Her baby’s crying.
She closes her eyes and lets her head fall back on against the pillow before she climbs out of bed and starts down the hallway.
This is not the hallway.
The packed earth is cool beneath her bare feet. There’s just enough light to see carvings in the stone walls, spiral after spiral. She traces them with her fingertips as she walks toward the crying
The crying stops.
She hears a tuneless, wordless crooning.
How do I know that sound?
She keeps walking.
Her mother is standing next to the crib, swaying, eyes closed, holding the baby against her shoulder. But the baby is not her daughter, and—
“Mom, you’re dead.”
Her mother opens her eyes and smiles at her, still rocking the baby, still singing her wordless song. Her mother closes her eyes.
As she watches her mother dance slowly around the room, she catches a glimpse of the baby’s face, and she knows: This is baby she lost. Before she had a daughter. Before she had a husband.
“It was a boy?” she asks.
Her mother nods.
As her mother sways, the baby’s head glows in the soft light of the nursery lamp. His fontanel hasn’t closed. She can see that. His downy hair is red. Like his father’s.
“Can I hold him?”
Her mother’s smile falters. The light in the room flickers, dims. The fairytale wallpaper she’d hung when she was thirteen weeks along with her second child, her daughter, is gone. Replaced by stone walls, carved with spirals.
“He’s ours now,” her mother finally answers.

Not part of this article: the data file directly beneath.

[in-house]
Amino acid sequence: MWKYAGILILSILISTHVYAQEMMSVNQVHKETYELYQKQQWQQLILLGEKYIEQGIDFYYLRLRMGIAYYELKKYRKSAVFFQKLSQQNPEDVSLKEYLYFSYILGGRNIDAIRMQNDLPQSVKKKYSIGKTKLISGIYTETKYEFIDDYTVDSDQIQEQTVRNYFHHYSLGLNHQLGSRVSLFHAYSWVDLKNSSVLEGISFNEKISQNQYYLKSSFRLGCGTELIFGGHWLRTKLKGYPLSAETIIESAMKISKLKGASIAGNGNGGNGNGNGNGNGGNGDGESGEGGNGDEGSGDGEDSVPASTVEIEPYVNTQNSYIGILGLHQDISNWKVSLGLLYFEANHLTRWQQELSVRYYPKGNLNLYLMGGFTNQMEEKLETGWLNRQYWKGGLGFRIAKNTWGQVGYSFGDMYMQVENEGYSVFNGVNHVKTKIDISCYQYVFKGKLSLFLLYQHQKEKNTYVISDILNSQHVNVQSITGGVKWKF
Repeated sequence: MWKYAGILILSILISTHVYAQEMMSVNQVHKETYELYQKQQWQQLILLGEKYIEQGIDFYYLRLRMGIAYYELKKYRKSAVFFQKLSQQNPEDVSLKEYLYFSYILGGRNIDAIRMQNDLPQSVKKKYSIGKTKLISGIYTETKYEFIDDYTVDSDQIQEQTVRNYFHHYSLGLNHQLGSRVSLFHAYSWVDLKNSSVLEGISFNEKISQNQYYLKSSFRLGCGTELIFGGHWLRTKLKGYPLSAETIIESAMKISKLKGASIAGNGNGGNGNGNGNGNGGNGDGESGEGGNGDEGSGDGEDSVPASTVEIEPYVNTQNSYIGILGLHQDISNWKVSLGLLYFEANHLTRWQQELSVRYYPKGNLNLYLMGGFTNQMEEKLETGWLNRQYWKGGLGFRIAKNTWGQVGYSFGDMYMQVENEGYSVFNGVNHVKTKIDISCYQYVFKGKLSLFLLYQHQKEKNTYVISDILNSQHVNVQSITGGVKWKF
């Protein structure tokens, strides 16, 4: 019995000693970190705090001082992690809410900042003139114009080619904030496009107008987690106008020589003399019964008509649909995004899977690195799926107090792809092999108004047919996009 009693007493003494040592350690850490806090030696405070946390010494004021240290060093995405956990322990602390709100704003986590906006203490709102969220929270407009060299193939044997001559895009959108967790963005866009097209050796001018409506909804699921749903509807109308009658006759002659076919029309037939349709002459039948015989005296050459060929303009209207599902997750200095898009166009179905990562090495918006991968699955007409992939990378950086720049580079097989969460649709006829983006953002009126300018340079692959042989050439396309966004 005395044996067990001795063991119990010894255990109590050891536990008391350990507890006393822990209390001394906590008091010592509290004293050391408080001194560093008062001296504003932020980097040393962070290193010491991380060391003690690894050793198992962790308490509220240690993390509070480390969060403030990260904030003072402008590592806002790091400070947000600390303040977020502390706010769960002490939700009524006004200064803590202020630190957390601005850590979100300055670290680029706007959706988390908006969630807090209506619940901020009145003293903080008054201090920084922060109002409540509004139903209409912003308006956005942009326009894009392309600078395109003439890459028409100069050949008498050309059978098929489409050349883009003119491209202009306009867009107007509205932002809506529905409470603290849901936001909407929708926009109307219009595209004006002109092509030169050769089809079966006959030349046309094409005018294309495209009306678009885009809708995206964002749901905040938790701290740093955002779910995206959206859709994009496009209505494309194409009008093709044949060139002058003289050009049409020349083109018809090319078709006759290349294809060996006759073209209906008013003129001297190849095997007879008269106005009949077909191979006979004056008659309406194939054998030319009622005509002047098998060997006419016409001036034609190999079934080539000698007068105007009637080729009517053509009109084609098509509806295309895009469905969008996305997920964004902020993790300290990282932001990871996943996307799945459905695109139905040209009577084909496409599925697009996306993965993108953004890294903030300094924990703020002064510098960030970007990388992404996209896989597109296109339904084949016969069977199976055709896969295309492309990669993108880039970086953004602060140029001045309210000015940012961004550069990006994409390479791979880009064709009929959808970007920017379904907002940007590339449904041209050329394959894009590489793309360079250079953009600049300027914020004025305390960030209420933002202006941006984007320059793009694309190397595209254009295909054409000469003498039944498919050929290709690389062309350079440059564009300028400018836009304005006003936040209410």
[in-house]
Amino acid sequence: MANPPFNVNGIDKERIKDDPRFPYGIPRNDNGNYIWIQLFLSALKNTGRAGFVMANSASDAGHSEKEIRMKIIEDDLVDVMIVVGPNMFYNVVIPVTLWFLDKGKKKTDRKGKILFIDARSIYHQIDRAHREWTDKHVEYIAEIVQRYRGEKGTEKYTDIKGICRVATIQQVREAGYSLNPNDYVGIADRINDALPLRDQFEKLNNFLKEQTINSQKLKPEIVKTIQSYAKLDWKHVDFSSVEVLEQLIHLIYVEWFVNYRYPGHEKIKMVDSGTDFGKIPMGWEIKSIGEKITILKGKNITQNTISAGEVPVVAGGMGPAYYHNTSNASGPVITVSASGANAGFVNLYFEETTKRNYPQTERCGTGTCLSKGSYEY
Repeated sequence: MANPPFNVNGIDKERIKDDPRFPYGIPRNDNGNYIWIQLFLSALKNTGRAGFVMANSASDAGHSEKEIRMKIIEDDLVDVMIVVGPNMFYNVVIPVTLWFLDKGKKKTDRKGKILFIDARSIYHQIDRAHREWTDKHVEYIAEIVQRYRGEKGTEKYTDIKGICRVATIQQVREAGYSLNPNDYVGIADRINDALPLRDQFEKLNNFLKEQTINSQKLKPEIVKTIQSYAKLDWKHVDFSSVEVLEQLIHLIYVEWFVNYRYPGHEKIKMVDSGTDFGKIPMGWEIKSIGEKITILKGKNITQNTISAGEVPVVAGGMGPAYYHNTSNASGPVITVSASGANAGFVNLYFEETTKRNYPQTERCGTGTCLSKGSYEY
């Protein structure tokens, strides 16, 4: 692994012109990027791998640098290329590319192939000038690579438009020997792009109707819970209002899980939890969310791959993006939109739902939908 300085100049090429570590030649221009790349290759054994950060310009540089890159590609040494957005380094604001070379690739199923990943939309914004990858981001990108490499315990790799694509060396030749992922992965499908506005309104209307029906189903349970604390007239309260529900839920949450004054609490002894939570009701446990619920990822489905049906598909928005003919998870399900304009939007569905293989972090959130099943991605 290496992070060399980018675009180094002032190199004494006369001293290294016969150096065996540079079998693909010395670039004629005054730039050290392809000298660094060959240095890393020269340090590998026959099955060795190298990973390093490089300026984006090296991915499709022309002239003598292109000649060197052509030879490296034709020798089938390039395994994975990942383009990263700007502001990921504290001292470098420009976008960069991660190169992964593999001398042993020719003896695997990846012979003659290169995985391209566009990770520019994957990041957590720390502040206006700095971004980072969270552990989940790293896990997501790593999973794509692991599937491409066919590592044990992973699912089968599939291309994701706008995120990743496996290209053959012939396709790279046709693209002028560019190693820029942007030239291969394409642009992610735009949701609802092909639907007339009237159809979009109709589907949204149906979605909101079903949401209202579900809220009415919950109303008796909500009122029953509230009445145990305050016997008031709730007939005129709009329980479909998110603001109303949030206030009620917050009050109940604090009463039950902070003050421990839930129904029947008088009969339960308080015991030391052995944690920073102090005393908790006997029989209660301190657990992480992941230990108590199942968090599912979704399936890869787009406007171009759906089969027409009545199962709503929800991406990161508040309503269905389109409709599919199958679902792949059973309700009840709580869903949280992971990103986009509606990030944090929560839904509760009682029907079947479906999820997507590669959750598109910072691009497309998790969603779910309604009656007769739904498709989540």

She hears shuffling in the hallway. The noise wakes her.
She’s in the house alone.
She doesn’t get out of bed. She doesn’t move. She only listens.
“Quiet, ye eejits,” a voice hisses. “Do ye want to go back to the old way, thieving from cows? There’s butter in the kitchen here, and cheese.”
Her bedroom door creaks and someone says, “Back to sleep, love.” The voice is soothing. Her body relaxes.
She’s standing in the hallway.
She doesn’t remember getting out of bed.
There’s a beeswax altar candle in her hand. She doesn’t know how it got there.
The wooden floor creaks. The hallway is longer than she remembers it being.
She sees a shadow. There shouldn’t be a shadow.
She’s not afraid, though. She keeps walking.
The shadow is a boy.
The light of her candle is reflected in the diamond and ruby buttons on his suit, in the shimmer of his glass shoes. The light casts a mellow glow on the little bronze crown that sits atop his red hair. In this light, his eyes are a translucent blue.
He holds an iron wand in his left hand, a book in his right.
He’s handing her the book. She takes it, but her eyes never leave his face. My boy.
With shout of laughter, he turns and runs. He’s gone from the light in a few steps, but she can still hear the clatter of his crystal heels on the floorboards.
When the sound of his shoes is gone, she looks at the book in her hand. She recognizes it. Fairy and Folk Tales of the Irish Peasantry. On the flyleaf, she sees her own name, written in her mother’s careful script.
As she clutches the book, it crumbles in her hand. Nothing but dead leaves.
Cold air creeps against her skin when her husband lifts the quilt and climbs out of bed. It’s still dark. She has another hour until she has to get their daughter up for school.